Case of the Month Sunday, September 22, 2002


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April 2002

April 2002Penicilliosis

Penicillium marneffei, a dimorphic fungus that is endemic in AIDS patients in southeast Asia, causes a disseminated infection that has become the third leading AIDS-defining illness in certain parts of Thailand. The first HIV-associated case was reported in 1988. Three-quarters of affected individuals develop dermatologic manifestations. Some of the cutaneous findings include umbilicated papules that may be confused with molluscum contagiosum (see case #1 from April, 2000). Abscesses, papules, pustules, and ulcers commonly occur on the face, extremities, and trunk. Cough, malaise, generalized lymphadenopathy, fever, and weight loss, along with the skin lesions, are presenting symptoms. Other commonly affected organs include the lungs (infiltrates or cavities), lymph nodes, liver, spleen, and bone. The diagnosis is established by culture and skin biopsy. The organism has been isolated from bamboo rats and is found in soil. Although the mechanism of transmission of the disease is still unclear, it is likely that infection occurs through the inhalation of conidia from the soil. The incidence of the disease appears to rise during the rainy season. Immunocompromised persons traveling to southeast Asia should be warned about the manifestations of this fungus as one visitor to an endemic region acquired the disease 10 years after leaving the area. Amphotericin B treatment appears to be most successful. Secondary prophylaxis with itraconazole appears wise as relapse is often reported.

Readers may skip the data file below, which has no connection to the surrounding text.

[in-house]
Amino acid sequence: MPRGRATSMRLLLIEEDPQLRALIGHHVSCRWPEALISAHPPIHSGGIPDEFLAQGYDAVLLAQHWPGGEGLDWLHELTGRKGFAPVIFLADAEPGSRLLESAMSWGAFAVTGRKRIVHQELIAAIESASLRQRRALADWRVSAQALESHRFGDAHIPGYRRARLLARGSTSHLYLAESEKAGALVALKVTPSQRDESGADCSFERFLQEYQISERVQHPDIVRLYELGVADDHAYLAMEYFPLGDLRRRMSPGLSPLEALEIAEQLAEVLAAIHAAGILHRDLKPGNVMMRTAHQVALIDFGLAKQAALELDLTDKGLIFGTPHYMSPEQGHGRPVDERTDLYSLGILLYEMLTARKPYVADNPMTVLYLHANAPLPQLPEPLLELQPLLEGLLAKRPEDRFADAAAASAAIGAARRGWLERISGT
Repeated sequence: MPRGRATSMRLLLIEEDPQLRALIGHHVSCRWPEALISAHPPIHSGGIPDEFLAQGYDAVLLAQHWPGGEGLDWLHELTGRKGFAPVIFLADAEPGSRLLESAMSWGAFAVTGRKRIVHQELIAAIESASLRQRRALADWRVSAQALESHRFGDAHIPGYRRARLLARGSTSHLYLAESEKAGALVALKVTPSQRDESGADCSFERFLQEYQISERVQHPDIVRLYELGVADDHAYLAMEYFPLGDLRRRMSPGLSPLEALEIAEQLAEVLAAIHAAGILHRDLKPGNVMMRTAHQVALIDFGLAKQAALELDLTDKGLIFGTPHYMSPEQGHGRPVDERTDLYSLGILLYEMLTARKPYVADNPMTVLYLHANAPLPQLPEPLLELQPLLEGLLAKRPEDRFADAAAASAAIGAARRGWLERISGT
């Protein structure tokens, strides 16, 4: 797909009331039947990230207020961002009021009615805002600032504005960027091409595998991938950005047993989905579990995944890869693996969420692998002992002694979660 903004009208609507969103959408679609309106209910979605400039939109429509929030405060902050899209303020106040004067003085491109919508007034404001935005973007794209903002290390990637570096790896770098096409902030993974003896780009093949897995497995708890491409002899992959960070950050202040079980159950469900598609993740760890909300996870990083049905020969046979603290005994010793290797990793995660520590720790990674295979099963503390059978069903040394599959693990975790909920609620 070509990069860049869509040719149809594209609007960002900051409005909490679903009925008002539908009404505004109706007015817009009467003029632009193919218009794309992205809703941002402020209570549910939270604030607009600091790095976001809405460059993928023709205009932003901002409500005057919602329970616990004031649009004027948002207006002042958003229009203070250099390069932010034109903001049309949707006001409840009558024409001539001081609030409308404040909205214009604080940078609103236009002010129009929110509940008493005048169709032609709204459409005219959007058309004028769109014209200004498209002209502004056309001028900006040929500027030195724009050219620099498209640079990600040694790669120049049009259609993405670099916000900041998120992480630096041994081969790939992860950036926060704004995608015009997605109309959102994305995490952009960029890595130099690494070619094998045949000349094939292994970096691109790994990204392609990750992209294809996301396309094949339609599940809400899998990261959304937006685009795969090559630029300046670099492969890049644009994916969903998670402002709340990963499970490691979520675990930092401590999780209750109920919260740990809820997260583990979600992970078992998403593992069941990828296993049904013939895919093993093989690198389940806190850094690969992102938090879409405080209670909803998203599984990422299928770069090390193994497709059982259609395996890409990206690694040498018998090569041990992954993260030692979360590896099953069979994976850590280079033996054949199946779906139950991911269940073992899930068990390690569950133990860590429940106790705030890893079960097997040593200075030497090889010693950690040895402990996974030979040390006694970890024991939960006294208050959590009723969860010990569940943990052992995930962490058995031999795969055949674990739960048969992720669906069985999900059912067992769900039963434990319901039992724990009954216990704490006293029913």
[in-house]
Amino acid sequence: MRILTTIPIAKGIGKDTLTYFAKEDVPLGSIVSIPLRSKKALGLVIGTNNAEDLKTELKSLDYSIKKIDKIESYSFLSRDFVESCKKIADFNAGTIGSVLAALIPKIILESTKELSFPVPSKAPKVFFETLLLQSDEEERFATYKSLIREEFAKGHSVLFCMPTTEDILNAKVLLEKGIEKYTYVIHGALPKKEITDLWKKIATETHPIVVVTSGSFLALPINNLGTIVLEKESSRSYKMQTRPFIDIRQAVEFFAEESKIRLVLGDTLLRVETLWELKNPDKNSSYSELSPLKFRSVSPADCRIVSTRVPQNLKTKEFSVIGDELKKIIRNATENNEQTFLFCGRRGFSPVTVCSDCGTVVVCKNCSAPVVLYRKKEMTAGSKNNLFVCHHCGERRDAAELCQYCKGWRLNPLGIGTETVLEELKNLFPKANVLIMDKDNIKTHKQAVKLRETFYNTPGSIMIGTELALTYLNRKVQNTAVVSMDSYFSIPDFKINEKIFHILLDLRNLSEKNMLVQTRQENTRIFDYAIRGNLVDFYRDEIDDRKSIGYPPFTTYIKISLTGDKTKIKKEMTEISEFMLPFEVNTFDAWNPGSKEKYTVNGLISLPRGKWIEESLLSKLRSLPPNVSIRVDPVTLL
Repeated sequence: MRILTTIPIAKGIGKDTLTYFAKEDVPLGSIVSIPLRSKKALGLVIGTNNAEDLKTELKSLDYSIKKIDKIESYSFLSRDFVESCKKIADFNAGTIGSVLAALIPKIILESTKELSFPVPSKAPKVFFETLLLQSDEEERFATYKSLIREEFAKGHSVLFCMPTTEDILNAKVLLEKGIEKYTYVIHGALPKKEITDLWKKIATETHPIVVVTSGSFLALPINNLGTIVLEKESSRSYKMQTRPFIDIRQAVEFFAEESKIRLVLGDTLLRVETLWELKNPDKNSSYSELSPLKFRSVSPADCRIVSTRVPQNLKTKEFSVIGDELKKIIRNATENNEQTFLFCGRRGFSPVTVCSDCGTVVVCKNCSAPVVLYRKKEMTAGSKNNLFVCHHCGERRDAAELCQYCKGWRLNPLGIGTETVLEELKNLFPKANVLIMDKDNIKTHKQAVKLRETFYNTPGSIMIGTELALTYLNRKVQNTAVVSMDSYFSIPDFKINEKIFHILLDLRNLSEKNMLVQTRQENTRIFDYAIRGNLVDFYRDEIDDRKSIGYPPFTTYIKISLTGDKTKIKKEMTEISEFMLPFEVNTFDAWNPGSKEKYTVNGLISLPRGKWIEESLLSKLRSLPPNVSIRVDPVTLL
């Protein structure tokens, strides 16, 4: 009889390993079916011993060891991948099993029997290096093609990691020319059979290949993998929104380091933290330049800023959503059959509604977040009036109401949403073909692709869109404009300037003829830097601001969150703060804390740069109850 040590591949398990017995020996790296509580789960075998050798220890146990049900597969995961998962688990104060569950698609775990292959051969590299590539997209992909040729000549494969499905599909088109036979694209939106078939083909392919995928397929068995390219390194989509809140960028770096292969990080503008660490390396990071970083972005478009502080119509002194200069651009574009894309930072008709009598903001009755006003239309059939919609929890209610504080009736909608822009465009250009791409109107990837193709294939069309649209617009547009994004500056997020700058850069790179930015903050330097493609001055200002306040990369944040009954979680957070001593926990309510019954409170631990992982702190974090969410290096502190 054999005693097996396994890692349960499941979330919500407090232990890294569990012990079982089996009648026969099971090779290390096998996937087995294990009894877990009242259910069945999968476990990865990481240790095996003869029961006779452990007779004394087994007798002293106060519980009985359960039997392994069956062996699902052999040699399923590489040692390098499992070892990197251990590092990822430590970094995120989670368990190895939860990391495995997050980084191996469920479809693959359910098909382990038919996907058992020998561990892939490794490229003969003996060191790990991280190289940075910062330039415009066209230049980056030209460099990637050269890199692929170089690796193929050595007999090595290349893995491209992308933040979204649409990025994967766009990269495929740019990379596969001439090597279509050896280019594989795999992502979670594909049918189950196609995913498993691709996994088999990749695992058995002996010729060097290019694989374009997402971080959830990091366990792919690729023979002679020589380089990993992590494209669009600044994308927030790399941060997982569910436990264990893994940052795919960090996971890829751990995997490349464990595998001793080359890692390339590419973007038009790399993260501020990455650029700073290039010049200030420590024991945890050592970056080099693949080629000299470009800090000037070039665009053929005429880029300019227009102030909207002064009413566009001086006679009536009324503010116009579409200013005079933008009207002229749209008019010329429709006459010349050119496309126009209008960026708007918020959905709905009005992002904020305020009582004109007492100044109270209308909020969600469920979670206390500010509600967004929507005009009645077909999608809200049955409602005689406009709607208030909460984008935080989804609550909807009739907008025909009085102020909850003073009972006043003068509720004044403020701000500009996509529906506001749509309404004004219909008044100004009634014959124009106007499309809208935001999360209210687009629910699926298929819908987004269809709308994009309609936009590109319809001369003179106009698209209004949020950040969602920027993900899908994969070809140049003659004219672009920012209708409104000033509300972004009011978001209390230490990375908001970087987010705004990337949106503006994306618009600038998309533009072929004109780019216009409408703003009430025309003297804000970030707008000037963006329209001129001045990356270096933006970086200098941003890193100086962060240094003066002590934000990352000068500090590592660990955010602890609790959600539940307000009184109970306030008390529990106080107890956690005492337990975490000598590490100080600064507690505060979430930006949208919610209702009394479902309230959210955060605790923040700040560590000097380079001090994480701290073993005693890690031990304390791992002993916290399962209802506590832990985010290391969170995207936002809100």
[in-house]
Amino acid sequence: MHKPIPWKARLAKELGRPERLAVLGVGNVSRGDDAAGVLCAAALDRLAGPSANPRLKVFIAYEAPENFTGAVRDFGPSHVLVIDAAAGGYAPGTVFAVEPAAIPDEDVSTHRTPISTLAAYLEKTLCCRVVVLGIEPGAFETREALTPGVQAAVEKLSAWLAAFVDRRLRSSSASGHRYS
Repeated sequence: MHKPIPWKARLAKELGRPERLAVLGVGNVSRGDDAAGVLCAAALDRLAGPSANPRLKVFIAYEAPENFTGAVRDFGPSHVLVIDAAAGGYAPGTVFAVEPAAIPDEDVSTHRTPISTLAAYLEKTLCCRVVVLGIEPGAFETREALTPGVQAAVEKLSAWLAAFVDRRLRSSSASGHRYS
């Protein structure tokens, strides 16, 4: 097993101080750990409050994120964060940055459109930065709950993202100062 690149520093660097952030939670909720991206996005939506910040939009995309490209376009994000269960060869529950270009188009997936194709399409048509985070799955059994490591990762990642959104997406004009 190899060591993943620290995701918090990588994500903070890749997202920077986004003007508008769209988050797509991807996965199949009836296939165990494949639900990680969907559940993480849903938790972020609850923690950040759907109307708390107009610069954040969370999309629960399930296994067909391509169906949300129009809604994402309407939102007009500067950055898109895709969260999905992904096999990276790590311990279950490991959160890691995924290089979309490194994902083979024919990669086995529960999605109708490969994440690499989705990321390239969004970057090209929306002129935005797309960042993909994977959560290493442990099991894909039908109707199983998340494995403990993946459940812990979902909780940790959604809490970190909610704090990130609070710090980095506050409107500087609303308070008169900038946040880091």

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Baylor International Pediatric AIDS Initiative
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